Working with entrepreneurs and being at the heart of company action is a description that highlights the professional track of New Jersey chapter member Dianne Aronica. Currently serving as CFO for Dr. Praeger’s Sensible Foods, Inc. she has been involved in many crucial aspects of the business, from financial and legal matters to information technology and human resources. Here are her thoughts on her career and the industry:
Describe your career path for us, including your advice along the way for other CFOs interested in this progression.
The direction of my career started while I was working for an accountant when I was in college. During this time I developed an interest in entrepreneurial business operations and, then, following graduation, I obtained a position at KPMG in the Middle Market Practice. From there, I decided to accompany a partner to a $100 million apparel company, where I served as Controller. As my career progressed and I gained experience with other growing organizations, I had the opportunity to finally become a CFO. During this period I worked with a variety of businesses. In fact, at most of these companies, I was not only the first official CFO, but also the person designated to hire a new team. And, while I watched some companies thrive and others fail, I eventually gained great insight into why certain entrepreneurs were more successful than others. Of course, working in an entrepreneurial business has its challenges, but it also has many rewards, including the chance to meet and work closely with the owners and founders who are very passionate about their products.
As for my advice, I think that, first, it is important to work in public accounting and stay there long enough to really see the business from all levels. Second, don’t be afraid to replace staff that are not up to the job or are not willing to be coached or trained. Third, understand who you work for and what will help you to succeed. And, last but not least, never be afraid to share your thoughts, even if they may be unpopular.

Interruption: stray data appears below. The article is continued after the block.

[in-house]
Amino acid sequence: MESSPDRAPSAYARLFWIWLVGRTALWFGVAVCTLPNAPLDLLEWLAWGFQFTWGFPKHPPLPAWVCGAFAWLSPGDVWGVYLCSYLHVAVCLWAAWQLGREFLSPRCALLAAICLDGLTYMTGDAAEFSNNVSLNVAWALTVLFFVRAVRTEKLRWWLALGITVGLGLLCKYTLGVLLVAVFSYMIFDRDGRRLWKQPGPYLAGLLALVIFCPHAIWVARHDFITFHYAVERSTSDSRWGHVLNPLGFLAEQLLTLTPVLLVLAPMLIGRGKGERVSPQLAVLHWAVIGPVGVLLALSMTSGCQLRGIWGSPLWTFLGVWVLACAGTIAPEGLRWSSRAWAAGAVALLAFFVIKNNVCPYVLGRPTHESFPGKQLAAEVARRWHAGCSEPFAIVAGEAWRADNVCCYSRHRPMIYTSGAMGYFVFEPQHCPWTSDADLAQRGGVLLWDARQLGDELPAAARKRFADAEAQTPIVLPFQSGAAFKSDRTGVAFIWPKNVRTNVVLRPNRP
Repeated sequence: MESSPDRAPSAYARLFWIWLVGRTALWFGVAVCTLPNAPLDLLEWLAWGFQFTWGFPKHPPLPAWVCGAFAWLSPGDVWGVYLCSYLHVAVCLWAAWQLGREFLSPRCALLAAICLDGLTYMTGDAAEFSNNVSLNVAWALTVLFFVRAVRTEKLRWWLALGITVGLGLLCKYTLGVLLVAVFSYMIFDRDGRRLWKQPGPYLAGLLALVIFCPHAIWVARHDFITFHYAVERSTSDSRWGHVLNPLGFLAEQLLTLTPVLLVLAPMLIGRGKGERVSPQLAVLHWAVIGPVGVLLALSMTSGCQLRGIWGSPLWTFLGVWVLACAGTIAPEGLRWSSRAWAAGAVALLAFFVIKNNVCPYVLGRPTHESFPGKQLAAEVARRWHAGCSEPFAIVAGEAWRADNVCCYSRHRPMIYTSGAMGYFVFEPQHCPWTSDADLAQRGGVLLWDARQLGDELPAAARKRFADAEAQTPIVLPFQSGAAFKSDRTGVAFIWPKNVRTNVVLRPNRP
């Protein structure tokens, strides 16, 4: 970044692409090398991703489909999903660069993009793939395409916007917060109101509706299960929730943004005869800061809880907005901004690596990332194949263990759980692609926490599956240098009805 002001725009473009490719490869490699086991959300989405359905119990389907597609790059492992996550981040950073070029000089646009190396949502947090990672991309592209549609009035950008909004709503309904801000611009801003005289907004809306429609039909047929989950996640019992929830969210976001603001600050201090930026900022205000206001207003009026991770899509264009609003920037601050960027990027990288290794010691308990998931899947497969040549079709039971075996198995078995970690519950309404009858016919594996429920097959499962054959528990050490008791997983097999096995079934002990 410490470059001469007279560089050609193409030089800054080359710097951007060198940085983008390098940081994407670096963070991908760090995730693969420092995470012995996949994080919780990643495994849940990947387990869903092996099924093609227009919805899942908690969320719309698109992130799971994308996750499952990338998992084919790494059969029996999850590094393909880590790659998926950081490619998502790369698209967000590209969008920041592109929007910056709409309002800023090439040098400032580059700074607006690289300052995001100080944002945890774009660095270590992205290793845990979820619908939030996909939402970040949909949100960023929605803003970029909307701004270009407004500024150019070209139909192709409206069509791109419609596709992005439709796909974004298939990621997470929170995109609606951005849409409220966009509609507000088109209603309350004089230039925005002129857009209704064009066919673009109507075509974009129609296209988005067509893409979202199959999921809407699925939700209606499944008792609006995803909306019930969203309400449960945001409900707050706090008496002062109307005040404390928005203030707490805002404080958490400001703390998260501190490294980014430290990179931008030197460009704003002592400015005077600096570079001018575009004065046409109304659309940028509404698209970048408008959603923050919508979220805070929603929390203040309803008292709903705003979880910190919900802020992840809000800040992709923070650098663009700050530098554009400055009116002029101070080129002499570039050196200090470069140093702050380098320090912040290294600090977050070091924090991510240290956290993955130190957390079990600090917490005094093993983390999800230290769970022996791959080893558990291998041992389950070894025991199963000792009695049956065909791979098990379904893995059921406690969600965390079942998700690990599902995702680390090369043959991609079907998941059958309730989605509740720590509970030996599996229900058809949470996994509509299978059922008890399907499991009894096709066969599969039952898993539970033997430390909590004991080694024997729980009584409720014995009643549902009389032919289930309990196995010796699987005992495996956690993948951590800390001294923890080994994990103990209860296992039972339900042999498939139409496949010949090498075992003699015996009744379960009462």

What’s exciting for you as a CFO? What do you enjoy the most about your profession?
What’s most exciting for me is being a part of many key business decisions and having the opportunity to provide financial information and analysis for all of them. As a CFO, I have been involved in many critical decisions, from acquisition opportunities, large capital improvements, and important vendor relationships to negotiations, reorganizations, customer presentations, litigation, and new business opportunities. As for what I enjoy most – being in the action, at the heart of company information while supporting all team players: those who sell, those who produce, and those who create new innovation.
What’s the one thing that you could do without as a CFO?
Although employee talent is crucial to the success of any business, it is the HR related problems, conflicts, and terminations that I would prefer to do without.
The CFO/Board landscape changes all the time. How do you keep yourself educated on the latest developments that affect your profession?
In general, I keep up with new regulations and developments by attending relevant CPE classes, being a part of networking groups, and staying updated on CPA related newsletters and educational opportunities.
As you work in multiple capacities in your company, how do you stay on top of everything?
The only way to stay on top of things is to make good lists. My advice: always know what you are working on and what your staff is working on. Unless an employee is struggling, I do not believe in micromanaging, as that takes too much time away from getting my job done. As far as my team involvement, I set deadlines, follow up, and have quick update meetings. Beyond that, if micromanaging is needed, then I do not have the right staff. I believe in surrounding myself with good people – those who have the same goals, those who care about doing a great job, and those who understand the big picture.
Describe your ‘Aha!’ moment, or a crowning achievement to your career thus far
I am not sure that there has been an “Aha” moment for me. However, in one particular situation, I decided to leave a troubled business instead of continuing to fight internally for what I knew was critical to saving the company. In this situation, my “Aha” moment came when I was subpoenaed years later to provide testimony about the business and what went wrong. At that moment, both the attorneys and I realized the importance of a CFO’s role and the intuition gained by being so close to the business from all sides.
Any final words that you’d like to share with our CFOs?
Make sure that you are always networking and meeting new business associates who you can learn from. Smart people learn from other smart people. Be a connector and be willing to utilize who you know to help other business associates, colleagues, and friends. Surround yourself with good people. Ask for advice when you need it. And, most important, enjoy what you do!